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March 9, 1977

INTERNATIONAL BROTHERHOOD OF TEAMSTERS, CHAUFFEURS, WAREHOUSEMEN AND HELPERS OF AMERICA, LOCAL NO. 249, a Labor Organization, and RICHARD PELUSO, an officer of Local No. 249 and an individual, THOMAS L. FAGAN, an officer of Local No. 249 and an individual, and DAVID SCRAPCHANSKY, a member of Local 249 and an individual, Defendants

The opinion of the court was delivered by: TEITELBAUM


 This is an action for injunctive relief brought by plaintiffs Melvin Packer and William Cherilla under Sections 101, 102 and 609 of the Labor-Management Reporting and Disclosure Act of 1959, 29 U.S.C. §§ 411, 412 and 529.

 Plaintiffs are members in good standing of defendant Local 249 of the International Brotherhood of Teamsters; they are also active members of Teamsters for a Democratic Union (TDU), a dissident rank and file Teamster organization which has been sharply critical of the Union leadership both on a national and local level.

 Packer and Cherilla currently are the focus of internal union disciplinary proceedings commenced pursuant to the filing of certain charges against them by one David Scrapchansky, a Union member named as an individual defendant herein. The essence of these charges is that plaintiffs violated the Union's International Constitution and By-Laws by making certain statements to local news media representatives on April 1, 1976, at the height of a nationwide freight strike called after expiration of the National Master Freight Agreement the preceding month.

 It appears that Scrapchansky's employer was one of those freight companies which had signed an interim agreement with a Teamster Local (here, Local 249) in order to avoid the strike. The charges preferred by Scrapchansky allege that plaintiffs' public and widely-disseminated statements of April 1 impermissibly operated to interfere with the valid collective bargaining agreement between his employer and Teamster Local 249 by causing employees covered by the contract to disregard their express no-strike obligations thereunder. *fn1"

 These charges were referred to a Union trial board constituted pursuant to the Teamster's International Constitution and By-Laws, scheduled for hearing and eventually heard. In compliance with this Court's request, the Union has refrained from issuing any decision or imposing any possible punishment with respect to this matter pending resolution of the federal lawsuit sub judice.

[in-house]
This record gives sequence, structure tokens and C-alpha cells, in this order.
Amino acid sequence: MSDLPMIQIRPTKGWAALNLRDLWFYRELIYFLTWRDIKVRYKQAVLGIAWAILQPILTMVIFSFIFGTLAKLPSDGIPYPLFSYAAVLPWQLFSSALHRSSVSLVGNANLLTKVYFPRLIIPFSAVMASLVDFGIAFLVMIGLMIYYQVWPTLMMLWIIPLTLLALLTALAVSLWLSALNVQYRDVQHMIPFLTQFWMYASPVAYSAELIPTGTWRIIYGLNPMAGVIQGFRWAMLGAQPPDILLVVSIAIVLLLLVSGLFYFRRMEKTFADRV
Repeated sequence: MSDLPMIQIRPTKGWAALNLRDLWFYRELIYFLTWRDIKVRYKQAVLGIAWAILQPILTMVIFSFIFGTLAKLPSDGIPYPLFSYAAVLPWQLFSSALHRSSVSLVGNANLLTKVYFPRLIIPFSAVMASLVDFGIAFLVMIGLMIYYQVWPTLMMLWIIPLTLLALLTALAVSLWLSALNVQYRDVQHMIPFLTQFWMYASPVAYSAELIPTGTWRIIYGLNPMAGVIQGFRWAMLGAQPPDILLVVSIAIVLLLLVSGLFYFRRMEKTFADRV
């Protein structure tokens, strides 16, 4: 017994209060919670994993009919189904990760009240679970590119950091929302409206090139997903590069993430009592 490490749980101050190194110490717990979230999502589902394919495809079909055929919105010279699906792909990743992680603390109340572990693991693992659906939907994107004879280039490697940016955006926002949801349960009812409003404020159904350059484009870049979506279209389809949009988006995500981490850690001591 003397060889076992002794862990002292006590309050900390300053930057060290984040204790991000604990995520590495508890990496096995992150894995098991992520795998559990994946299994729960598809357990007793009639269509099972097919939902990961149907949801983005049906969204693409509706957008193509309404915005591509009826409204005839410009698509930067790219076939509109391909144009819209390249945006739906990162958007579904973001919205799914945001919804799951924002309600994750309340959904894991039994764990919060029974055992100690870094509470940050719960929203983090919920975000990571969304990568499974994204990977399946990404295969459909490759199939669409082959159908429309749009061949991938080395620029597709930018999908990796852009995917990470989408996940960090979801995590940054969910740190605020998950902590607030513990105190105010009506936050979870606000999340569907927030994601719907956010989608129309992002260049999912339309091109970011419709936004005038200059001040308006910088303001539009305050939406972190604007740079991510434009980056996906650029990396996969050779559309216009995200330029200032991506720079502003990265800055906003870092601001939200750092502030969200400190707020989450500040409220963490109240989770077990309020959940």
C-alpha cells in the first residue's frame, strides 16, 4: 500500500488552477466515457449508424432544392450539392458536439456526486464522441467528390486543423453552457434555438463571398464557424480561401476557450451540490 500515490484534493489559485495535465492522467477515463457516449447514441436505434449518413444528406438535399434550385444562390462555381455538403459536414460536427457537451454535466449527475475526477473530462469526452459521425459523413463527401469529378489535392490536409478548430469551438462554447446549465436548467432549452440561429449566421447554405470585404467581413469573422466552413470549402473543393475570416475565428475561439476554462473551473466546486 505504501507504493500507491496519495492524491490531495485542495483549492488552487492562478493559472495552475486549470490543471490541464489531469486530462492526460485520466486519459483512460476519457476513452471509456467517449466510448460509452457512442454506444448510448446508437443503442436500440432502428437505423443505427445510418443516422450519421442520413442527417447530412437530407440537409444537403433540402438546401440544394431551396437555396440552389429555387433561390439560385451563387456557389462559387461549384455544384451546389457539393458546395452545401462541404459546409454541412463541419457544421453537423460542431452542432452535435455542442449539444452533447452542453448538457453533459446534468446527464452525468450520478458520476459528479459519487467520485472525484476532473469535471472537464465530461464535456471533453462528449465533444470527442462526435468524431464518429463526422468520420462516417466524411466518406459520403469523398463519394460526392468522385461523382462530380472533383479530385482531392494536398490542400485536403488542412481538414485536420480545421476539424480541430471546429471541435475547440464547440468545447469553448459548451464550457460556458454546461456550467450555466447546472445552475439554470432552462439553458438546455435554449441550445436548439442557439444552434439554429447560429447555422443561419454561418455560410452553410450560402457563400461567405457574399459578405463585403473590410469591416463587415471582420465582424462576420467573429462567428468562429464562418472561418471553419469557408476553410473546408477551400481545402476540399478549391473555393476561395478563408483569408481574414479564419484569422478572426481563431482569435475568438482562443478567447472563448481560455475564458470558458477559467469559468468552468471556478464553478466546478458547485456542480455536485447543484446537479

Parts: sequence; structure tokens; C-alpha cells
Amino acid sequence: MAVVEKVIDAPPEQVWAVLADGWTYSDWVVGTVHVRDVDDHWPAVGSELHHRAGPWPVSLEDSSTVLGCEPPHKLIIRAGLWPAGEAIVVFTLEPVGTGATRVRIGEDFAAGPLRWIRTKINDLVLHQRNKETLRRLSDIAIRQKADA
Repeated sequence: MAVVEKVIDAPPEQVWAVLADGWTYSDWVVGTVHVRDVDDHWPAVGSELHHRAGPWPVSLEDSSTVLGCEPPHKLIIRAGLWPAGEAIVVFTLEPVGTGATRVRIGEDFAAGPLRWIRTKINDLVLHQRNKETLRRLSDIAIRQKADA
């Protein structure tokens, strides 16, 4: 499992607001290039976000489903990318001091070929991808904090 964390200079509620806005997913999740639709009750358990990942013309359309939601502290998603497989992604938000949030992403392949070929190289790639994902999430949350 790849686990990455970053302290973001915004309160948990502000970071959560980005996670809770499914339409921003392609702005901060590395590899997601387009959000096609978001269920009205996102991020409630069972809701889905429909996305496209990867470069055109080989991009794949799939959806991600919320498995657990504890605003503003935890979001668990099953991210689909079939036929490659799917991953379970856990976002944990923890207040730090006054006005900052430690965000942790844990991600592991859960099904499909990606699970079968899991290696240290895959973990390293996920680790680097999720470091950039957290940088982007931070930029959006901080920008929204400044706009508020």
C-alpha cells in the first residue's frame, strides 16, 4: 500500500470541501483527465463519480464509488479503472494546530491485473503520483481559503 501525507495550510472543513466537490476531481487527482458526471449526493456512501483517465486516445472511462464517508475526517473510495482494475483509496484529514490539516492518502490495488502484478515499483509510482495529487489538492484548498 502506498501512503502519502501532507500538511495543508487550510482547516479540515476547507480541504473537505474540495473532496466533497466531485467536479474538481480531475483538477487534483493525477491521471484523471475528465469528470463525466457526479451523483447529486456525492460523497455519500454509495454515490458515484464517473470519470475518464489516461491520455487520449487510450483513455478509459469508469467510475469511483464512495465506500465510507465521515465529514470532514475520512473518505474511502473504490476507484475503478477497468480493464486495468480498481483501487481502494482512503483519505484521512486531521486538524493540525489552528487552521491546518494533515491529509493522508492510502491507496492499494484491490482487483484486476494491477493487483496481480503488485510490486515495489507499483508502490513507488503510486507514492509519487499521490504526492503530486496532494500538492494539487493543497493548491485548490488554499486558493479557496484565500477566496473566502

It is thus apparent from the posture of this case that plaintiffs do not ask the Court to review an adverse decision of the Union's trial board or to enjoin the imposition of any sanctions that might flow therefrom. Rather, plaintiffs ask that the Court, inter alia, enjoin the internal trial board proceedings themselves, and thereby judicially preclude the Union from hearing and determining the charges filed against Packer and Cherilla.

 Plaintiffs argue entitlement to such injunctive relief on three grounds: first, that plaintiffs' public statements are patently protected by the free speech provisions of the Labor-Management Reporting and Disclosure Act (LMRDA), 29 U.S.C. § 411(a)(2), and therefore cannot constitute the basis of Union disciplinary proceedings; second, that procedural aspects of the internal proceedings involving plaintiffs offend those traditional concepts of due process embodied in 29 U.S.C. § 411(a)(5); *fn2" and third, that certain pertinent sections of the Union Constitution and By-Laws are "broad, vague, ill-defined and inconsistent" with 29 U.S.C. § 411, and are therefore without force or effect under 29 U.S.C. § 411(b).

 I have examined these arguments carefully and with a necessary regard for the fact that a paramount right -- that of free speech -- is here in issue. It is incumbent upon me to state candidly that serious questions have been raised concerning both the Union's right to discipline plaintiffs for the subject statements and the procedural adequacy of this specific trial board hearing. *fn3" Such questions notwithstanding, however, I have concluded that it would not be appropriate at this juncture for a federal court to intervene in this controversy. In my view, the instant lawsuit is premature; accordingly, we do not reach or determine the merits of plaintiffs' complaint.

 Section 101(a)(4) of LMRDA, 29 U.S.C. § 411(a)(4), provides as follows:


" Protection of the Right to Sue. No labor organization shall limit the right of any member thereof to institute an action in any court, or in a proceeding before any administrative agency, irrespective of whether or not the labor organization or its officers are named as defendants or respondents in such action or proceeding, or the right of any member of a labor organization to appear as a witness in any judicial, administrative, or legislative proceeding, or to petition any legislature or to communicate with any legislator: Provided, that any such member may be required to exhaust reasonable hearing procedures (but not to exceed a 4-month lapse of time) within such organization before instituting legal or administrative proceedings against such organizations or any officer thereof. . . ." (Emphasis added.)

 There has been no evidence presented in the instant case to indicate that plaintiffs have taken any action within the procedures available to them under the Union Constitution challenging the propriety or fairness of the internal hearing on the charges filed against them by Scrapchansky.